In 2018 Dynamo was contacted by Dr. Maleni Stella from the Makerere University lung Institute about a play that was part of a research project they were doing. It was meant to create awareness about Asthma, a condition they had already collected data on in selected schools in Uganda. We however had to be part of a pool of other theatre companies and had to submit requested documents on our experience and wait to see if we ever get selected.
The silence that followed meant we lost the job and we gave up until January 2020 when the good doctor sent an email confirming that we had been selected. Shortly after negotiations, Corvid-19 kicked in and a lockdown was announced. This was followed by a series of online meetings with the then new application, Zoom.
Okay, fast forward and in 2021 we started rehearsing the play INCONTROL Reloaded by Tunde Euba in December. This is the time we all realized how little we knew about Asthma. Yes, like you or some of your friends, some actors in Dynamo still thought it is a rich people’s disease.
Our history with Asthma
Let me take you back in February 2018 during our show of the stage adaptation we did of the play “The Alien Woman” by Lawrence Ocen. Keith Muganza who played the lead ‘Obina’ then came off the stage and collapsed back stage in front of me. Thinking nothing of it, I came touched him and told him to get up quickly cause we were going back on stage immediately, me and him. Seconds later I heard the other actors shout ‘where is his inhaler?’, ‘he has got an attack’ and many other things.
At this moment things got serious as Keith wasn’t moving yet we were supposed to be going on stage, the stage was empty now. I quickly rushed to the stage, grabbed a microphone and asked the students in the audience if any of them had an inhaler. I had never seen an inhaler and had never even said the word inhaler.
To this day, I don’t remember whether it was a male or female student but I know one of them came up with an inhaler and Keith got the medicine he required.
I am sure you are asking yourself why I don’t remember the sex of our savior. Well, immediately after Keith got on his feet, he tapped me and asked me which scene were going to do and we went straight to the stage to do it. We later thanked the angel on the microphone for the good deed and Keith for going on stage after such a frightening incident.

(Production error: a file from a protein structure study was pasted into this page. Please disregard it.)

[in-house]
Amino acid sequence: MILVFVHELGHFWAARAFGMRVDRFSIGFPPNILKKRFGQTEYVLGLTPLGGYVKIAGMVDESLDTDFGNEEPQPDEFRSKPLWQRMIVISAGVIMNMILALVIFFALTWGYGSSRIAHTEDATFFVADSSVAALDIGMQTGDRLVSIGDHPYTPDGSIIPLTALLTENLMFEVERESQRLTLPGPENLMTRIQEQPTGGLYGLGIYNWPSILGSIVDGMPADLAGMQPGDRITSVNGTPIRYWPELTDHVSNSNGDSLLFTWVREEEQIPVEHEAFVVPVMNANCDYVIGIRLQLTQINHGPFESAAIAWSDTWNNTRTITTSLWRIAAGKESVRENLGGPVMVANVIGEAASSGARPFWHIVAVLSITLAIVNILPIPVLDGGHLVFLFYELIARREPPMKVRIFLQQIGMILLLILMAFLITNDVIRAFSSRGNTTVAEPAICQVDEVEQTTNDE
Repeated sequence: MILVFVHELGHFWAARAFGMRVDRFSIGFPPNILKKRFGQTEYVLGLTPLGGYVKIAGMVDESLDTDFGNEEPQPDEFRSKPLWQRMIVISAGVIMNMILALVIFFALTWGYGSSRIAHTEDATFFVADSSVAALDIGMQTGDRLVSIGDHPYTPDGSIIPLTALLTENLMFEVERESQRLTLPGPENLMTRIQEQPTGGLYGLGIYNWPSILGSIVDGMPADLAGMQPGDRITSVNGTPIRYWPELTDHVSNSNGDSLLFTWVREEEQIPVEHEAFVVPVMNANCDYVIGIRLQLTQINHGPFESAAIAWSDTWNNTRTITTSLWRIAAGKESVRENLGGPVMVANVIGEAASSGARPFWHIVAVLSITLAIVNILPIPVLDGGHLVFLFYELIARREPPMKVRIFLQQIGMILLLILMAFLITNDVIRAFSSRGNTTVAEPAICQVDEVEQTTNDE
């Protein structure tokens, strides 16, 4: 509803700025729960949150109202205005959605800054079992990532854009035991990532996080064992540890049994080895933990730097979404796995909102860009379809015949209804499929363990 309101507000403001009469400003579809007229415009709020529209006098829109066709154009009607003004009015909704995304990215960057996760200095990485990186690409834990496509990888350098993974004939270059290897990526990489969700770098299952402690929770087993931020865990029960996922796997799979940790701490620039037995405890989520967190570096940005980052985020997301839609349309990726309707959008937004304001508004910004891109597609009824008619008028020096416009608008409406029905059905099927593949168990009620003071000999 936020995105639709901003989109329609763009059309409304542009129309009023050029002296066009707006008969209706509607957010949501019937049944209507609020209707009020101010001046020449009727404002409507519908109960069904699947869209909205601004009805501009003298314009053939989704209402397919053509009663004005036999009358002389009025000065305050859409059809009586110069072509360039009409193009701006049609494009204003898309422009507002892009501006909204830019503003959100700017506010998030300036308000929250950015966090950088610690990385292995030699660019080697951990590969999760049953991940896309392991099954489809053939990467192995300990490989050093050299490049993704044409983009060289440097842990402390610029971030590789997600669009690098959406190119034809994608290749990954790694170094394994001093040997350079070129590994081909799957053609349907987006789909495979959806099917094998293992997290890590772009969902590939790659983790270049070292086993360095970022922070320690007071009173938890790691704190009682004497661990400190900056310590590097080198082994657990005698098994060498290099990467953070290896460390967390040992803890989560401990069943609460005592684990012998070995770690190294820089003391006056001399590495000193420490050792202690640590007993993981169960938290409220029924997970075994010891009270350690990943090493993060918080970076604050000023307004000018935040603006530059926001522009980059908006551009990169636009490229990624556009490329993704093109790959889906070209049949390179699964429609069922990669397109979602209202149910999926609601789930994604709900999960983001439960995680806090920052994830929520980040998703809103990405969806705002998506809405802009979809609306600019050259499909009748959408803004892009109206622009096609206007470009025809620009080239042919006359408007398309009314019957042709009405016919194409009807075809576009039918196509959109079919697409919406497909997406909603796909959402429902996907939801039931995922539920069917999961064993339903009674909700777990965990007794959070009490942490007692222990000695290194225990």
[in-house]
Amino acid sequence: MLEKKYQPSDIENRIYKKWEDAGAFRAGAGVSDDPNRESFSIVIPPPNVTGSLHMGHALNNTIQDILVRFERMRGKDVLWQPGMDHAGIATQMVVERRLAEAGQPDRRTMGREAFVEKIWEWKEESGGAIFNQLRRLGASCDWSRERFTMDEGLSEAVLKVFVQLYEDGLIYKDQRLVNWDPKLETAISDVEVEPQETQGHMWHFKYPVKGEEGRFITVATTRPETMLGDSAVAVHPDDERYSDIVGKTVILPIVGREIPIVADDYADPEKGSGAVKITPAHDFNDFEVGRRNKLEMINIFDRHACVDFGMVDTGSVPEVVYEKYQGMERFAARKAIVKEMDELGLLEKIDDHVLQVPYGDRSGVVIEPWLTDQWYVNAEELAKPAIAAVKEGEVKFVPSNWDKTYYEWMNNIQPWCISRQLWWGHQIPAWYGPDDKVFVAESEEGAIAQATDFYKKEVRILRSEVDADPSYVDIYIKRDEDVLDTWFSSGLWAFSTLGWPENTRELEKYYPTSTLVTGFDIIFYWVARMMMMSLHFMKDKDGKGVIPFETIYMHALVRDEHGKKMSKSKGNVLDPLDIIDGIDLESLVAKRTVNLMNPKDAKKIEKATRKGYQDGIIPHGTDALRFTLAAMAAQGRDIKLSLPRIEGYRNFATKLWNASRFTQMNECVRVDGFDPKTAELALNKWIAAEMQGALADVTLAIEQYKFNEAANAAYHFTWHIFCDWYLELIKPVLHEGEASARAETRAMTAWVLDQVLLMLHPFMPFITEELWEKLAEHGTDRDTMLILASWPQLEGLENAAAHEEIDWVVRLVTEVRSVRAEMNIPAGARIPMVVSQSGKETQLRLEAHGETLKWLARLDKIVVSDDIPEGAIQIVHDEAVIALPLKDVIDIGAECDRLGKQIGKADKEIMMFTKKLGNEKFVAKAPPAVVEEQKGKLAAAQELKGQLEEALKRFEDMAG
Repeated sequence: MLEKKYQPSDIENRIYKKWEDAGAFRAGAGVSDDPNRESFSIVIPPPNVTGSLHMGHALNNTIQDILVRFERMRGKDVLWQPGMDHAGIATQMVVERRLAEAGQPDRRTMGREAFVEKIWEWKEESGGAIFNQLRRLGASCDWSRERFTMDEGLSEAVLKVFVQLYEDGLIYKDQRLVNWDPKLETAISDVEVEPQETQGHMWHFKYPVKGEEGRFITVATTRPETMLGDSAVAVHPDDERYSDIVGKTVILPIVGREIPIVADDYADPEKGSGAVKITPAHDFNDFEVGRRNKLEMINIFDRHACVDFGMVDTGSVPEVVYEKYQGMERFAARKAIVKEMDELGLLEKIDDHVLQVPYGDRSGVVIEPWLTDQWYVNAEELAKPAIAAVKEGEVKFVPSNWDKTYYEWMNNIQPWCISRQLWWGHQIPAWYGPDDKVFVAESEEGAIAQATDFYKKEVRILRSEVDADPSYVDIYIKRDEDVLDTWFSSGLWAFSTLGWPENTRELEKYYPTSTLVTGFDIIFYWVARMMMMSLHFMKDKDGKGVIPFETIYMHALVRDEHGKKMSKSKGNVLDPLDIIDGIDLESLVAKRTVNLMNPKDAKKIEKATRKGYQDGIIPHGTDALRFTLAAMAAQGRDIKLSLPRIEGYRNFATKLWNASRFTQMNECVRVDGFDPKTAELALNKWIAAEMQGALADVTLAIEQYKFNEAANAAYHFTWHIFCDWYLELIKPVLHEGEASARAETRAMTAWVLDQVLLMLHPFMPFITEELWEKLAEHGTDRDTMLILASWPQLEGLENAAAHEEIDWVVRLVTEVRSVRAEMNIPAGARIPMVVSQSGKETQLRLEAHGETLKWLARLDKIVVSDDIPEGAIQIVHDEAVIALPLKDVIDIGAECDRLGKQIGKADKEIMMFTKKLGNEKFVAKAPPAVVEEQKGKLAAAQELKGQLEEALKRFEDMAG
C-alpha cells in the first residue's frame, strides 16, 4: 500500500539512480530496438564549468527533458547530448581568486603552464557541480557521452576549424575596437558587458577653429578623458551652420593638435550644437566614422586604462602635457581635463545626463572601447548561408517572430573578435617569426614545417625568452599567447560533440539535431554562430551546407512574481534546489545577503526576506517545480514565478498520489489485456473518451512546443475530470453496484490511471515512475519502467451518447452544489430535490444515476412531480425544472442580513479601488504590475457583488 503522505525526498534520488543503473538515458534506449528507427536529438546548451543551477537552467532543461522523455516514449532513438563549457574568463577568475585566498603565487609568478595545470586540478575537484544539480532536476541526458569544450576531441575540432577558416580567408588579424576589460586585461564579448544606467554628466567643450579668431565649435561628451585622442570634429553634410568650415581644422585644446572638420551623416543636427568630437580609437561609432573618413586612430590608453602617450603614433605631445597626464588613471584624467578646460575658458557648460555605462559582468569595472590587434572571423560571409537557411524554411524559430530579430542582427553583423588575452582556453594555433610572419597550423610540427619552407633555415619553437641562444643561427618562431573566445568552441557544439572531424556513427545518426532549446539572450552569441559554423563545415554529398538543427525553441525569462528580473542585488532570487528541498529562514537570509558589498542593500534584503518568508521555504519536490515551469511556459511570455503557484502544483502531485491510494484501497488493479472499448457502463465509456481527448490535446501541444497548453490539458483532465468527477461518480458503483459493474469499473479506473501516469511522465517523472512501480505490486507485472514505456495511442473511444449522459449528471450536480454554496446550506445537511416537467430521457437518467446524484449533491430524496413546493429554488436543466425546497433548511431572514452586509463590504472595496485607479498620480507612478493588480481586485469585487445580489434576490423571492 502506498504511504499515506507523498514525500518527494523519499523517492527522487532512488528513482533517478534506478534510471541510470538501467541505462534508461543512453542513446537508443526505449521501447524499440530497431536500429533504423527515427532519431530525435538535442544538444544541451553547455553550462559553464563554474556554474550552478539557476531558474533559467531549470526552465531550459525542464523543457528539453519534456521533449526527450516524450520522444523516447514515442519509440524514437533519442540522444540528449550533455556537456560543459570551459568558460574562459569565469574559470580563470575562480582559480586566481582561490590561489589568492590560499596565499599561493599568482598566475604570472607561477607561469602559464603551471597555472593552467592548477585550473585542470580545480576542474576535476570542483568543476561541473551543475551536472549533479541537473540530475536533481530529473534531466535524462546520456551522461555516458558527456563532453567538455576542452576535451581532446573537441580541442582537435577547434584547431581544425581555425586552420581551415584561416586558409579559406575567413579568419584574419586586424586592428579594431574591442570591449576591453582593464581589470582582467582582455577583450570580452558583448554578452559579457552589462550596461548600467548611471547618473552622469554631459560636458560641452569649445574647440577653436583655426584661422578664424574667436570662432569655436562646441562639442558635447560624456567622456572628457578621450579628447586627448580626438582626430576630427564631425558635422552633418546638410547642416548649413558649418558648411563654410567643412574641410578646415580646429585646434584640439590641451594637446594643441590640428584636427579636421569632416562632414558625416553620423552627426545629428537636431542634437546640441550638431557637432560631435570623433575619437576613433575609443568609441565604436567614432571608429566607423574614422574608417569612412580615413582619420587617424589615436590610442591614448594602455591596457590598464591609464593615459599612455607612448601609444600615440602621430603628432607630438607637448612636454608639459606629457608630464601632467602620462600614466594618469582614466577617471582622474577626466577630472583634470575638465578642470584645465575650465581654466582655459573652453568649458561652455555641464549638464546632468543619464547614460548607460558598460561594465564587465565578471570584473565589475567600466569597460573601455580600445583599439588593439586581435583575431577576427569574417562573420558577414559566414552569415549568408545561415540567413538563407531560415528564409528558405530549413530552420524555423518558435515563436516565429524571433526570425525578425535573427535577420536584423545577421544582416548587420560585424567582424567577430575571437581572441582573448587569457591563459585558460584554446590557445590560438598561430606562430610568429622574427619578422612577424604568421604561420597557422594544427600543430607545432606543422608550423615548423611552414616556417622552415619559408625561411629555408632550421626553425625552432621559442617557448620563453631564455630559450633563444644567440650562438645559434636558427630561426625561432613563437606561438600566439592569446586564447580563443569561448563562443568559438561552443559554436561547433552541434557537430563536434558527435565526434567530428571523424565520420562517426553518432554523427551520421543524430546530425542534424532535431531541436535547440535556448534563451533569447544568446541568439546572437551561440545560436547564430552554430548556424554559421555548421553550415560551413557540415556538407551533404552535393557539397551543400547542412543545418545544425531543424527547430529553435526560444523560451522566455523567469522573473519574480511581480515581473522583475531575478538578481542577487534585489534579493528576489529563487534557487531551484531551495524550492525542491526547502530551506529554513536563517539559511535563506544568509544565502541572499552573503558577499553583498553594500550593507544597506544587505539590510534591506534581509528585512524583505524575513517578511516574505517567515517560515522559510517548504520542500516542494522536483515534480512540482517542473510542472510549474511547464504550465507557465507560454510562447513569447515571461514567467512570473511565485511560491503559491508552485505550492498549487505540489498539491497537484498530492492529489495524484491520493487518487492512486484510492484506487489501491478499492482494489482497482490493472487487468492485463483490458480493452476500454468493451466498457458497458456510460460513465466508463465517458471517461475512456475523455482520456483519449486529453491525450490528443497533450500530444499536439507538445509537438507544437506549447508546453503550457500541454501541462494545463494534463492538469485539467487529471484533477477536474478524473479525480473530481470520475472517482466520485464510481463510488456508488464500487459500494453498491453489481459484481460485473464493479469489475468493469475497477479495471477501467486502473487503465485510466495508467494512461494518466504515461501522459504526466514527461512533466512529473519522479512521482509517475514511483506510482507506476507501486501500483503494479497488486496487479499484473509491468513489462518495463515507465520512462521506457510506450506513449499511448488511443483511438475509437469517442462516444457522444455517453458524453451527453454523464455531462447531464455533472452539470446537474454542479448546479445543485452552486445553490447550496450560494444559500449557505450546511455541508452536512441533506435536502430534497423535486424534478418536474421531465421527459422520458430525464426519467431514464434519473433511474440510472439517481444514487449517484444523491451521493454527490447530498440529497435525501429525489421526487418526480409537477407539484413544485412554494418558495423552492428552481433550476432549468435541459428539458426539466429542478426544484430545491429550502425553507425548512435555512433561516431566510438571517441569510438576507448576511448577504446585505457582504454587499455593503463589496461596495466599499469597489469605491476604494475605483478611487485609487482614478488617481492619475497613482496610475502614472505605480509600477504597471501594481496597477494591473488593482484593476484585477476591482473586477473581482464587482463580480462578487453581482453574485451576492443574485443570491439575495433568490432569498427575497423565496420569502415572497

I hadn’t given Asthma any serious thought because since then, Keith had a fresh inhaler with him and never got an attack. We hadn’t even got a chance to talk about this condition which seemed mysterious to many of us.
Impact of the Play
During the production rehearsals of INCONTROL Reloaded, we got a chance to speak to Tunde the author who happens to have the condition, Doctors Rebecca and Stella from MLI and Jeremy James, artistic director of Tramshed Theatre Company UK. These conversations equipped me and the rest of the artists with a lot of information about Asthma.
We would later learn even more when audience members asked questions about the condition in the workshop after the play was performed for the different audiences. Yes, every performance had a workshop to teach and also learn about the conditions and every time people asked questions until it was time up for us. Some of the questions can be found in the report compiled by Makerere University Lung Institute but our lessons live on.
New terms learned;
- Peak Flow meter: A peak flow meter is a portable, easy-to-use device that measures how well your lungs are able to expel air.
- Spacer: pacers are empty tubes that are usually made from plastic. They slot onto the mouthpiece of your inhaler on one end, and you use a mouthpiece or mask on the spacer at the other end. They help one get the best from your asthma medicine.
Learn more at: https://www.asthma.org.uk/advice/inhalers-medicines-treatments/inhalers-and-spacers/spacers/
and at: https://www.mayoclinic.org/tests-procedures/peak-flow-meter/about/pac-20394858
About the play
The Play follows a young girl ‘Miracle’ who struggles like many Asthmatic children to live a normal life playing her favorite sport football without being treated like a very sick child because of her condition. She has to convince her dad that she can play and not get asthmatic attacks, while also convincing her mother to not tell her coach and teammates about her condition. Without knowing that her close friend Maria also has Asthma, Miracle tries to hide the fact until she gets an attack and Maria is available to save her life.
The play was Directed by Arthur Kisenyi and the production team headed by Lauben Kato. The Performes included Pamela Komuhendo as Miracle, Nambooze Gloria as Maama Miracle, Edward Mibirizi as Taata Miracle, Edwin Ssekatawa Edwin as John, Namawejje Carol as Maria, Derrick Ndyabawe and Elizabeth Tumuhairwe as the teacher. Keith Muganza played the Doctor and was moderator for the after performance workshops.